Dark fruit on the nose, brooding depth; some spice and woody aromas, theres some burnt touches to this. Bags of fruit, its extracted and full blown in style; some savoury and licorice flavours too. Well made stuff, this wont disappoint.

2009 Mayu Syrah Reserva, Elqui Valey
Highly Recommended | £9.99 

Dark fruit, with hints of fresh mint leaves; theres savoury / cured meats aromas coming too, very attractive nose. Fruit is sweet, ripe and very big on the palate, quite grippy and chewy, this is a mouthful; maybe a touch over extracted but they carry off the style well. Big bold wine.


2010 Taste the Difference Barossa Shiraz 
Recommended | £9.49

Big, juicy blackcurrucant fruit on the nose, with cordial and a hint of mint; nose is lifted, doesnt feel overdone on the nose, quite pretty. On the palate, the fruit is overt but not overblown; fresh acidity running through it; well made stuff from the chaps at St Hallett, this is one very drinkable Oz Shiraz. Good value.

2010 Taste the Difference McLaren Vale Grenache
Recommended | £9.99      

Red fruit coulis notes on the nose, with red cherries and currants dominating. Palate is juicy, plenty of fruit with refreshing acidity and a hint of savoury notes; its a bit more than your basic fruity wine. Feels balanced and sophisticated; should go well with lighter meat based dishes.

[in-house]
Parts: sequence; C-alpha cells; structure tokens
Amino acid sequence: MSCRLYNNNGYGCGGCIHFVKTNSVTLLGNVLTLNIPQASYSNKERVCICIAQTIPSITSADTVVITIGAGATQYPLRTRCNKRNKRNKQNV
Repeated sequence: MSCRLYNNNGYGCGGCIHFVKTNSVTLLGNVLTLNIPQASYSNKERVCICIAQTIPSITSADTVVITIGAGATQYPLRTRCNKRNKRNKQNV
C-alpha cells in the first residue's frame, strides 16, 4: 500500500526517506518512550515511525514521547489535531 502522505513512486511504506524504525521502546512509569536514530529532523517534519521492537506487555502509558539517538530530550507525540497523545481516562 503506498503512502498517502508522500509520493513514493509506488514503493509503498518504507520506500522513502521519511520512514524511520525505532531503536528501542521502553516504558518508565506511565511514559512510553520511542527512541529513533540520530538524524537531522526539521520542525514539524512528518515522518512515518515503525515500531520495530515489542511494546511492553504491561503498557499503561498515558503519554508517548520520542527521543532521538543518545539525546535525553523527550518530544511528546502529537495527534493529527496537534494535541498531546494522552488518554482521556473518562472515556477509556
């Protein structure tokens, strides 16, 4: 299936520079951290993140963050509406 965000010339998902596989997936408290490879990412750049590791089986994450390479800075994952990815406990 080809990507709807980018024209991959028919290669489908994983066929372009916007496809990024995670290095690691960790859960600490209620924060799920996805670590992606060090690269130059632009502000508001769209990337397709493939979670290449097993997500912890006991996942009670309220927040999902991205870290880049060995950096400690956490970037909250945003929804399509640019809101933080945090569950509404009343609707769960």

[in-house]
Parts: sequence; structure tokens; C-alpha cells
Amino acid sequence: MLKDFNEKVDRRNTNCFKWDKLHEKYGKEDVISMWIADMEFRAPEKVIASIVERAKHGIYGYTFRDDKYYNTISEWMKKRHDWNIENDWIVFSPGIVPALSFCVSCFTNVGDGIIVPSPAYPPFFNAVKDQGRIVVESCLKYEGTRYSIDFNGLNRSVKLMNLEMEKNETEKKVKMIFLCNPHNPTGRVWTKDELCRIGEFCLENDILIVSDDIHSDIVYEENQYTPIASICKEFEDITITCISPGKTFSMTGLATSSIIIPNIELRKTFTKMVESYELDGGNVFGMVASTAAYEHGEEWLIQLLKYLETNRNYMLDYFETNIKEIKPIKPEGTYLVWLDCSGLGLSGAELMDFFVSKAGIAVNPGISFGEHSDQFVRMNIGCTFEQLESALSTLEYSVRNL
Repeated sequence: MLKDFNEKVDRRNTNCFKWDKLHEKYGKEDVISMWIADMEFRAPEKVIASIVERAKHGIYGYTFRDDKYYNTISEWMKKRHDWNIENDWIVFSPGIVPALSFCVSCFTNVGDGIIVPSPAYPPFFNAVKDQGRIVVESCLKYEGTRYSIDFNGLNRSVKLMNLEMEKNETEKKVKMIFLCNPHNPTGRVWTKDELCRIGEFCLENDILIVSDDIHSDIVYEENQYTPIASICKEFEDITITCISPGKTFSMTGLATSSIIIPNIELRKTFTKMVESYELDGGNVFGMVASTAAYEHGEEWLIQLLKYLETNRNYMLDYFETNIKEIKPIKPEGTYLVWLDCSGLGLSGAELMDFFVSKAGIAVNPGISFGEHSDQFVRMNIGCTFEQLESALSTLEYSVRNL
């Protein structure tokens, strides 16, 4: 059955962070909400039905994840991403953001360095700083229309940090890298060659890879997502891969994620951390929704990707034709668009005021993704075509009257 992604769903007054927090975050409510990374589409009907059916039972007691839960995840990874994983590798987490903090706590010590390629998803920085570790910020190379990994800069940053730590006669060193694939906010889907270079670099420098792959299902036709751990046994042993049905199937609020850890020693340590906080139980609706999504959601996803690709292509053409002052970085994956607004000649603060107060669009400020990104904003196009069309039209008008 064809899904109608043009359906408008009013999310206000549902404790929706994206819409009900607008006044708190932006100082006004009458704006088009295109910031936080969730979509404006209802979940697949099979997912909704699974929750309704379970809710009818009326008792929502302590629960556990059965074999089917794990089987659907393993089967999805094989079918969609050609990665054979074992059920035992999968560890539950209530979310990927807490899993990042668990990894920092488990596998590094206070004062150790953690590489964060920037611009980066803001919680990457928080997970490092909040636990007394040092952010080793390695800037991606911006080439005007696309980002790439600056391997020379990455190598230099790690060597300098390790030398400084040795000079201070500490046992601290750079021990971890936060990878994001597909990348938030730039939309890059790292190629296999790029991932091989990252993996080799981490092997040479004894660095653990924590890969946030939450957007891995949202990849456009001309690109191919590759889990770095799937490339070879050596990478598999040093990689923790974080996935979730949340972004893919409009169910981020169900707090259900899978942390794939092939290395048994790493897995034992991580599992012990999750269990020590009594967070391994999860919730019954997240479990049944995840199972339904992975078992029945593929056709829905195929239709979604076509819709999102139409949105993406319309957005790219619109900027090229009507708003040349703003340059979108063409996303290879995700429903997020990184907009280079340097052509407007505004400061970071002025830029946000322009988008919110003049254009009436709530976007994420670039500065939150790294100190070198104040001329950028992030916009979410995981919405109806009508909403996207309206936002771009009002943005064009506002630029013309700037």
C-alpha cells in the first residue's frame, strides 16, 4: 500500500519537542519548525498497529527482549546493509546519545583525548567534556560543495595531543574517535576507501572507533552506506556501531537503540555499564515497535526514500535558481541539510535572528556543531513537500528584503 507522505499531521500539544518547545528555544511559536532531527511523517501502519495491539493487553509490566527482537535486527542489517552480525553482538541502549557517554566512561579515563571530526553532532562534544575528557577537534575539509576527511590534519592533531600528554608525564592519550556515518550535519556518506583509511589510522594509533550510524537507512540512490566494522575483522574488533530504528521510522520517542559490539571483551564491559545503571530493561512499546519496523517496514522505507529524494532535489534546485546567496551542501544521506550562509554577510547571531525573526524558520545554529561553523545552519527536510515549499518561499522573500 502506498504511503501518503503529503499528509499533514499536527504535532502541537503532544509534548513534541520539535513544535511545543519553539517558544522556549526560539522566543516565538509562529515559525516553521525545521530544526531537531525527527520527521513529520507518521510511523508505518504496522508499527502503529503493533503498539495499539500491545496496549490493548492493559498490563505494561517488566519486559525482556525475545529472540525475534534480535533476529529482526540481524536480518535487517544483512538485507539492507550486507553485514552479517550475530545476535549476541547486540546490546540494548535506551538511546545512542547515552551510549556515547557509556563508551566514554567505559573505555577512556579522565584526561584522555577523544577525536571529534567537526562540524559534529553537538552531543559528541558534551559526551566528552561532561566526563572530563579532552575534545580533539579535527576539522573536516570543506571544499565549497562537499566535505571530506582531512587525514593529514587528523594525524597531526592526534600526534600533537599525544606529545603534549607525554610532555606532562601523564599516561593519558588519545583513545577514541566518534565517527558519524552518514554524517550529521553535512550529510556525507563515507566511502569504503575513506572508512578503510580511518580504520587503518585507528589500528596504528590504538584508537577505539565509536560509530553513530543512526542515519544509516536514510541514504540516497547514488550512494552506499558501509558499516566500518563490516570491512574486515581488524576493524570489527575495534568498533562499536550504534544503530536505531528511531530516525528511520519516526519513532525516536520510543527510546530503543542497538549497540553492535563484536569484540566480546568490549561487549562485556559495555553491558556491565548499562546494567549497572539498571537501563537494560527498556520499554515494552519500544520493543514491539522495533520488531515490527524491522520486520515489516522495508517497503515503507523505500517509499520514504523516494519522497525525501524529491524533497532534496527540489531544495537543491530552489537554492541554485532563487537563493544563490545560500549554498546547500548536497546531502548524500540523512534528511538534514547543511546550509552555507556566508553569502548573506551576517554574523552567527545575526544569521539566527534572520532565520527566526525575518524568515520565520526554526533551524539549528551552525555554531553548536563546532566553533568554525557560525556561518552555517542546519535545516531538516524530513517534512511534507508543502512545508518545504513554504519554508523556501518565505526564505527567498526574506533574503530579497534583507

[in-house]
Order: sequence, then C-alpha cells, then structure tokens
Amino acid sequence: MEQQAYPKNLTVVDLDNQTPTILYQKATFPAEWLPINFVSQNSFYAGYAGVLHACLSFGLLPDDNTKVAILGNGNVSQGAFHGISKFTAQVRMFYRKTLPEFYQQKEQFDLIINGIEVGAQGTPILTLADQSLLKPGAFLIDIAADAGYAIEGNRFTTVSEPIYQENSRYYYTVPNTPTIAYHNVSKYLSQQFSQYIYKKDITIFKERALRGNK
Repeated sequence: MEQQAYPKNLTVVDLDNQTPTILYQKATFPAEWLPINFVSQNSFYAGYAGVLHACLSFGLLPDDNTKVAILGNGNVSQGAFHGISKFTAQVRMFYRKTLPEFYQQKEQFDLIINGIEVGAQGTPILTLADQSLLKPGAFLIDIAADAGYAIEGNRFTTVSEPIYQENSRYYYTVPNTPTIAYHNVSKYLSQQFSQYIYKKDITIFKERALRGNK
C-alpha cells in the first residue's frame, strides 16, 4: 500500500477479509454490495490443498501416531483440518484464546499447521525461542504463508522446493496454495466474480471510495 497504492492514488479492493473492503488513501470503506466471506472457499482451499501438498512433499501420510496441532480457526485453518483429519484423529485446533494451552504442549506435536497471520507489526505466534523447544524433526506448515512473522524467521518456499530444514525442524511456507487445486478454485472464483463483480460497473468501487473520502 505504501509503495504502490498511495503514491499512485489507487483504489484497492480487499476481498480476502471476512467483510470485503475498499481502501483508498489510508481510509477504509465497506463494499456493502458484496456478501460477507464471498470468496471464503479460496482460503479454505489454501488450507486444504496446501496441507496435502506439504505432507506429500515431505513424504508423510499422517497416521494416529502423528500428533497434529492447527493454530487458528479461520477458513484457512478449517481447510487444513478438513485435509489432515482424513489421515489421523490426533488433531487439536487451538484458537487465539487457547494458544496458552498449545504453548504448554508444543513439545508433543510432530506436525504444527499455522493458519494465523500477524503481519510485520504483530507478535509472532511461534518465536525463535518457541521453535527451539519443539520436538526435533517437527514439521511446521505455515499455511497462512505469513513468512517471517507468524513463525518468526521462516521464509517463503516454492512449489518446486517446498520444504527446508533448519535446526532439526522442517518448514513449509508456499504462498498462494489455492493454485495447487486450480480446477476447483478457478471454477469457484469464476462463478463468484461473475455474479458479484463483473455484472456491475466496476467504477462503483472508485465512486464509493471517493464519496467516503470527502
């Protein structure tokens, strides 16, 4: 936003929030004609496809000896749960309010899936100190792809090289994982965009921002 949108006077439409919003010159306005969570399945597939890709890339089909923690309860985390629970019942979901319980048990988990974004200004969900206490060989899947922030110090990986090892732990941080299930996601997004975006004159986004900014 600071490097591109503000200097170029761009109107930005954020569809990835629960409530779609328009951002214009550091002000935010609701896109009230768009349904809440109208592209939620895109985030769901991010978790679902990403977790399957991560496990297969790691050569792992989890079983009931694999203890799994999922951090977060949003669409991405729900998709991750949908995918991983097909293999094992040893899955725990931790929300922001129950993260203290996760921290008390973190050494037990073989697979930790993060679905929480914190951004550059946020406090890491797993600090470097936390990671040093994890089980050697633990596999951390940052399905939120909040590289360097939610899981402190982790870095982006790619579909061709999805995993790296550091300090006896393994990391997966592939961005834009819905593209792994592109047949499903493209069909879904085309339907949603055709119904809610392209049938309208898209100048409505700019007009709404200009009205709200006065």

And finally two dessert wines which, barring perhaps the Hunter Valley Semillon and the Roussanne mentioned above, represent the best value for money wines in the entire tasting. The labels may leave something to be desired but dont let them deter you, these are rather good wines.


NV House Dessert Wine
Highly Recommended | £3.99 (37.5cl)

A blend of Riesling, Rivaner and Silvaner; 9.5% alcohol. Attractive sweet fruit, with honey and acacia notes; theres tangerines and sweet clementines too, wonderful aromatics. Plenty of fruit on the palate; backed b fruity acidity; lots of sugar here, 120g/l to be precise, but all kept in check by the acidity; its like drinking clementine juice. Not the most complex wine but its drinking very nicely; with the offer its £3 a half bottle - unbeatable value!

NV Sainsbury's Muscat de St Jean de Minervois 
Highly Recommended | £4.99 (37.5 cl)  

100% Muscat Petit Grain, 15% alcohol. Tending towards sweeter apples and pears on the nose, with over ripe peaches too; its a more overtly sweet nose. Palate is fresh, good amount of acidity; palate is filled with sweet grapes and dried fruits. Well made, good value dessert wine.



 

Tuesday, 9 October 2012

Claret Tasting

Saturday, 22 September 2012.